Democracy in the traffic circulation plan for the central area of The Hague, the Netherlands
Free (open access)
Volume 2 (2018), Issue 4
373 - 385
The city of Groningen, the Netherlands, introduced the Traffic Circulation Plan (Verkeerscirculatie-plan, VCP) in 1977, dividing its inner city into four sectors for cars by enforcing one-way restrictions throughout the inner city. It reduced car traffic in the inner city by half, improving the environment there, and revitalized the city centre. On the other hand, lacking opportunities for the public to participate, the process for introducing the VCP was by no means democratic in terms of participatory democracy, but democratic enough in terms of liberal democracy. In 2009, more than 30 years later, the city of The Hague introduced the Traffic Circulation Plan for the Central Area (Verkeerscirculatieplan Centrumgebied, VCPC), which was based on the sector model like the VCP. The purpose of this article is to re-examine the superiority of liberal democracy over participatory democracy, which was indicated in the case of the VCP, by studying the process for introducing the VCPC in terms of the two types of democracy and the effects of the plan. It turns out that political parties with a majority of seats in the city council took the initiative in introducing the plan while opposition against the plan, which was dominant in public participation, was mostly brushed aside. On the other hand, the plan reduced pollution in the inner city while not undermining the economy there. It can be concluded that the case of the VCPC constitutes another example indicating the superiority of liberal democracy over participatory democracy in realizing the public interest.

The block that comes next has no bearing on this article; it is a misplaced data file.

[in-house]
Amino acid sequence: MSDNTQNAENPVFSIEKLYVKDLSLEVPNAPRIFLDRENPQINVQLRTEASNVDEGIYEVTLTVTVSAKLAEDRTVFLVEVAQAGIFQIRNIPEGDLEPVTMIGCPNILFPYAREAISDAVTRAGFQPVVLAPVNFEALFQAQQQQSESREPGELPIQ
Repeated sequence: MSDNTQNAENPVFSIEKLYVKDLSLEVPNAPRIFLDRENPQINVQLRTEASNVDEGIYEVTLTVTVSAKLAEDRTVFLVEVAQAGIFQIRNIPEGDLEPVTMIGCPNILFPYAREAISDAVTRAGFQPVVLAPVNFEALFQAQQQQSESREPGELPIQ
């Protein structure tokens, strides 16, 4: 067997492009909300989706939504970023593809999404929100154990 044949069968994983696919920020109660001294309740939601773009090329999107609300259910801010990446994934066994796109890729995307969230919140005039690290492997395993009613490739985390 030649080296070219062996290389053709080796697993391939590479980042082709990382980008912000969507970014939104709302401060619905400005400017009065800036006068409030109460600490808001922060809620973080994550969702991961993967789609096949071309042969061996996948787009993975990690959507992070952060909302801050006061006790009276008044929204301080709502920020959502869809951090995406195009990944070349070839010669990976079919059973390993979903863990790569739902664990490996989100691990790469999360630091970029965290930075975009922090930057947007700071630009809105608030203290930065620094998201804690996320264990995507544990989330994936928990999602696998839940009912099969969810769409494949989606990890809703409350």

democracy, public participation, The Hague, the Netherlands, traffic circulation plan.